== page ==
WSU to establish high school equivalency program for migrant farm workers, Native Americans

The U.S. Department of Education has awarded Washington State University a five-year $2.3 million grant to establish a high school equivalency program

The high equivalency program (HEP) will aid migrant and seasonal farmworkers and immediate family members obtain a general education diploma (GED) that meets the guidelines for high school equivalency. It also helps them gain employment or attend college or other postsecondary education or training.

With the grant money, WSU will serve 65 participants each year. Planning is underway for outreach in communities the program will serve.

“The addition of HEP will substantially contribute to our goal of providing educational opportunities to persons from economically disadvantaged populations,” wrote WSU President Elson S. Floyd in a letter accompanying the grant request.

“Since the majority of HEP students are of Hispanic and Native American heritage, we see the program as contributing to our diversity and equity goals, as well.”

Nearly 50 years ago, WSU was chosen to create one of the nation’s first HEP programs. In 1967, the U.S. Department of Labor established a WSU program as one of three pilot projects. The program ran continuously for 42 years until 2009, when funding was not renewed.

“We are very pleased to be able to bring this important program back to our campus,” said John Fraire, vice president of student affairs and enrollment.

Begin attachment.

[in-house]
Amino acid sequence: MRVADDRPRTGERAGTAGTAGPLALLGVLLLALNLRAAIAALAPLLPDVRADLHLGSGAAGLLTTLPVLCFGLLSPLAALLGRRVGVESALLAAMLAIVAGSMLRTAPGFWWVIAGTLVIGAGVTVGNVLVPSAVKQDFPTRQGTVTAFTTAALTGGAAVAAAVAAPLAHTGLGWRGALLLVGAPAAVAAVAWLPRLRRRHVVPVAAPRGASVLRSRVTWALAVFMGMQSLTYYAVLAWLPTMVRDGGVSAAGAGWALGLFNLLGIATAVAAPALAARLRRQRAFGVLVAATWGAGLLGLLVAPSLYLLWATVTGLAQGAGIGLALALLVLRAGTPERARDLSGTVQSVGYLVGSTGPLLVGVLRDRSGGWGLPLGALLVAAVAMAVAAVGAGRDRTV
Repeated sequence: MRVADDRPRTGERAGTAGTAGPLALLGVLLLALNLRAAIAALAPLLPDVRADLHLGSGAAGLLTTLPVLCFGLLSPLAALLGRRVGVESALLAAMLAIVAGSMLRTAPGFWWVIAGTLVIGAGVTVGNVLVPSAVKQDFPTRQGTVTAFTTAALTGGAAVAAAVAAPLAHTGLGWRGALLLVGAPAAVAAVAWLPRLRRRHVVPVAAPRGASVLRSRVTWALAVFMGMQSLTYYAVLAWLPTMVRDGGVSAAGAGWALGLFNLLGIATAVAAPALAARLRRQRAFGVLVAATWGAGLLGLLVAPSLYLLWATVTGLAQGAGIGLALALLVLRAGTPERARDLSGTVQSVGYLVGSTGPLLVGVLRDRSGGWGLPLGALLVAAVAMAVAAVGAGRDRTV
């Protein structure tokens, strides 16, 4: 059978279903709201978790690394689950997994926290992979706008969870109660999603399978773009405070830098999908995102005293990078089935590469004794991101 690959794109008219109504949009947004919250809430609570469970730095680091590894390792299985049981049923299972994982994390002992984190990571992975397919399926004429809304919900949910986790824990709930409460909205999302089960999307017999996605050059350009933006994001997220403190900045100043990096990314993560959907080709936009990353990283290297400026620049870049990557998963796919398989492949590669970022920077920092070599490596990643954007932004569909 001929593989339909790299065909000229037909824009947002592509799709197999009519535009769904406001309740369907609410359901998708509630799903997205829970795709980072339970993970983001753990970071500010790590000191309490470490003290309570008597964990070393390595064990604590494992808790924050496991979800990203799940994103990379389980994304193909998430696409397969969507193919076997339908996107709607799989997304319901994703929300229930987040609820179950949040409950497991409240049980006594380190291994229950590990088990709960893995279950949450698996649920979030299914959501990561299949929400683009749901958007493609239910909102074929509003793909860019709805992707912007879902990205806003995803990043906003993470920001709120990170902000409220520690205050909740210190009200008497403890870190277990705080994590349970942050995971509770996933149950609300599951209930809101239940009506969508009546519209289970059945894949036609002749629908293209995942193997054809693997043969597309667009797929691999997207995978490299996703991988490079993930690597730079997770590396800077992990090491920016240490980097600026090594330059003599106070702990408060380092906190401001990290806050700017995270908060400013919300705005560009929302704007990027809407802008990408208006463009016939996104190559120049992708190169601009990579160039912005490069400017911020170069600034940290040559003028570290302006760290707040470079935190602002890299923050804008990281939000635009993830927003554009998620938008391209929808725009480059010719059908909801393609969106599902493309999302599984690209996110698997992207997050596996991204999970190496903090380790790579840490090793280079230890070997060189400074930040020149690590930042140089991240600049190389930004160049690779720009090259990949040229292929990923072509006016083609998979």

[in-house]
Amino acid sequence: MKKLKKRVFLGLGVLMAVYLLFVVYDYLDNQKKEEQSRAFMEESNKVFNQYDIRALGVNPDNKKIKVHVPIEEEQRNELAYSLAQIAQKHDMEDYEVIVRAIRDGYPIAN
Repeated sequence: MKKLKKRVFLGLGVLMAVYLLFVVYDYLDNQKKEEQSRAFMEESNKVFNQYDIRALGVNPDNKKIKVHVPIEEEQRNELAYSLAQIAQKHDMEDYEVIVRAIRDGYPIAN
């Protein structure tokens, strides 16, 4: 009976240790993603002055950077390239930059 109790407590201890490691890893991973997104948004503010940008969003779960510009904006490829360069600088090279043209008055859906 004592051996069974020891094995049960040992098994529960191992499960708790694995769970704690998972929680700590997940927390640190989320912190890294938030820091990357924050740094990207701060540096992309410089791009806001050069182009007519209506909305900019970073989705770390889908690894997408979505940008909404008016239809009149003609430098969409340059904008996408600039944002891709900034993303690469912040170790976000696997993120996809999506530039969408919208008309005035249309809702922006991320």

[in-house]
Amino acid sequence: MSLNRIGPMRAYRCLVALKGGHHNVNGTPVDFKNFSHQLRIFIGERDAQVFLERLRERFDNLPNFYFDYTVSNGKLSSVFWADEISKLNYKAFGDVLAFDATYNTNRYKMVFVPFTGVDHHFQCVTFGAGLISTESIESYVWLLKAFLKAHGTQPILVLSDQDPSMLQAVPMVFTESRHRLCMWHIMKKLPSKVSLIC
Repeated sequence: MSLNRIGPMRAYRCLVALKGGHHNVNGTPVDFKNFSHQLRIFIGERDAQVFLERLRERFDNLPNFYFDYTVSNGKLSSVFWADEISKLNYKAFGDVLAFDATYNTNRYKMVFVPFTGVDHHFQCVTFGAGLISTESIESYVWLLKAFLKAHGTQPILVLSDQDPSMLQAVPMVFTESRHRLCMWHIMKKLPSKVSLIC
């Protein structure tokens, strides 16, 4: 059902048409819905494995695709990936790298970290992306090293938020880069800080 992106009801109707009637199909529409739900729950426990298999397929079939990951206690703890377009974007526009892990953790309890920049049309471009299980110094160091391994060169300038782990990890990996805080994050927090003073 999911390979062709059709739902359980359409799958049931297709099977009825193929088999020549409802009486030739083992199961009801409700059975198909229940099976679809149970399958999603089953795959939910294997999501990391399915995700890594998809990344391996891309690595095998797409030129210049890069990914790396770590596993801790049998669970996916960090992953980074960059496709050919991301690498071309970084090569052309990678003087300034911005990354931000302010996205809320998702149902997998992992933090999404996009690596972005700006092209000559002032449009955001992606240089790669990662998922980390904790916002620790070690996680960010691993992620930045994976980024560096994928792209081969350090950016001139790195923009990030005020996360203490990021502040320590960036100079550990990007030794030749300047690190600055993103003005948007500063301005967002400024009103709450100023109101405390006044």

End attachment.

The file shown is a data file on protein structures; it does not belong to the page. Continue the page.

“With so many migrant and seasonal farmworkers supporting our state’s agricultural industry, there is a great need in our state to help them complete their education and advance their careers.”

Washington’s state employment office estimates nearly 60,000 seasonal farmworkers are hired each month during peak harvest seasons. Most of them migrate to central and eastern Washington.

Many studies show children of seasonal farm working families are struggling in school, said Lucila Loera, assistant vice president for the WSU Office of Access, Equity and Achievement.

“The high school graduation rate for Latinos is alarmingly low at just over 66 percent,” she said, “especially when we consider that Latinos, many of whom come from migrant and seasonal farm working backgrounds, have become the largest minority population in Washington.”

Loera also noted the American Indian population has the highest dropout rate (37 percent) and lowest graduation rate (51 percent) of all students in the state. HEP will reach out to Native American students living in the Plateau region and will work closely with the Spokane, Yakama, Coeur d’Alene, Nez Perce and Colville reservations.

The grant will fund several positions, including a director, recruiter, advisor, instructors and peer tutors. Services will include exposing participants to career opportunities (including STEM – science, technology, engineering and math - disciplines), connecting them with faculty and staff, personal counseling and tutoring. Participants will receive a financial stipend to help with educational expenses.


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